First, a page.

The poo portrait

A British artist raised hundreds of pounds for Ukrainian refugees earlier this year by selling a portrait of Vladimir Putin made of dog poo. Dominic Murphy says he normally produces “delicate watercolours”, but that news of the invasion compelled him to try something new. Deciding that there is nothing more foul than dog poo, he mixed his own dog’s faeces with mud, daubed them over the canvas, then covered it in 30 layers of varnish to hide the smell. The work is called Poo-tin’s a Shit.

Poo-tin is s**t

(Image credit: Dominic Murphy)

Noms acceptables

French people no longer have to choose their babies’ names from an approved list – but the courts can still reject names that they deem inappropriate. And every year, a few people have their chosen names struck out. Those that have been rejected include Prince-William, Nutella (the parents settled for Ella instead), Bob l’éponge (Sponge Bob), Lucifer, Excel, Mini-Cooper and Asterix.

Mini joyrider

A four-year-old boy was picked up by police in the Dutch city of Utrecht after taking his mother’s car out for an early-morning spin. The child had woken up and, finding no one around, decided to “go for a drive”. His ride ended with him crashing into two parked cars. Unharmed, he fled the scene – barefoot and in his PJs – but was spotted by passersby, who called the police. His mother, who described him as “resourceful”, was advised to hide her car keys in future.

Long lost dentures

A British tourist had his false teeth returned, 11 years after he lost them on a boozy night out in Benidorm. Paul Bishop, 63, said he was “gobsmacked” when the dentures he’d lost while vomiting into a bin in the Spanish resort turned up at his home near Manchester. Apparently, the teeth had been found in a landfill site, and handed to the authorities. “Next thing you know, they’ve found my DNA and address,” he marvelled.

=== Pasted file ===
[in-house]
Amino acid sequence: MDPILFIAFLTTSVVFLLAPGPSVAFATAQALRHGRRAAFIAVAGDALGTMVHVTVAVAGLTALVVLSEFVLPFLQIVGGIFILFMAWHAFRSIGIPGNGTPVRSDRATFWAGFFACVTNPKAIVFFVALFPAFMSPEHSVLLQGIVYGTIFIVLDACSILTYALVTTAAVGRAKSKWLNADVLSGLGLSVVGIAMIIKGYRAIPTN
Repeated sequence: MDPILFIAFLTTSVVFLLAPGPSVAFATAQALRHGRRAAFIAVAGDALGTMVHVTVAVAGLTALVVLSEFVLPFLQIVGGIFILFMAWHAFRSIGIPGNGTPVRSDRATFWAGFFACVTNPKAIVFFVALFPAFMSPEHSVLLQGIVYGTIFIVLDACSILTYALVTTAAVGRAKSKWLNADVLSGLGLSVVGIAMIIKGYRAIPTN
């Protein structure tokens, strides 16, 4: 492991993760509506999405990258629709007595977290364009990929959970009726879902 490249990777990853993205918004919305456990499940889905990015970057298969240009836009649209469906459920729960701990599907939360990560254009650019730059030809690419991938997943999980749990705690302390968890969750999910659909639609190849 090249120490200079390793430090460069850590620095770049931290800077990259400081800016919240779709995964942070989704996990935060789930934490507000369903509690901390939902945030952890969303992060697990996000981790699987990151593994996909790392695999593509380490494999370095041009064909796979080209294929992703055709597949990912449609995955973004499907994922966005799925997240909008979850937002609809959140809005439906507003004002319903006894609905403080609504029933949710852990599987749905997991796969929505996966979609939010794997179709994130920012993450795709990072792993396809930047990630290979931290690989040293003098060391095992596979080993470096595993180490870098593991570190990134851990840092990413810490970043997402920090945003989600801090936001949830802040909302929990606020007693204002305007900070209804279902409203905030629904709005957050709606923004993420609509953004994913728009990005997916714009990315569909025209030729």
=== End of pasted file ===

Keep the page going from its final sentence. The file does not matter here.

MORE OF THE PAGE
A stirring feat

The Guinness World Record for “the most spoons balanced on the body” was broken this year by a 50-year-old Iranian. Abolfazl Saber Mokhtari, from Karaj, said he had honed his skill with “years of practice and effort” in order to balance 85 spoons – smashing the previous record of 64. “I feel so happy and proud right now,” he said. “I encourage everyone to keep chasing their dreams and never give up, no matter what.”

Guinness World Records

The wannabe corpse

After practising for months on TikTok, a restaurant owner from Kentucky finally got his dream job – playing a dead body on a TV cop show. Josh Nalley had spent almost a year uploading clips of himself mimicking corpses – lying face down in mud, slumped in a chair, strung up by his wrists, and so on. Finally, the makers of CSI: Vegas spotted his “reel”, and offered him the part of an “un-alive body”. As well as winning him the job, he reckons all the practice has helped him process his own mortality. “I can face death and not really have to worry about it, because, you know, I’ve seen myself dead so many times,” he said.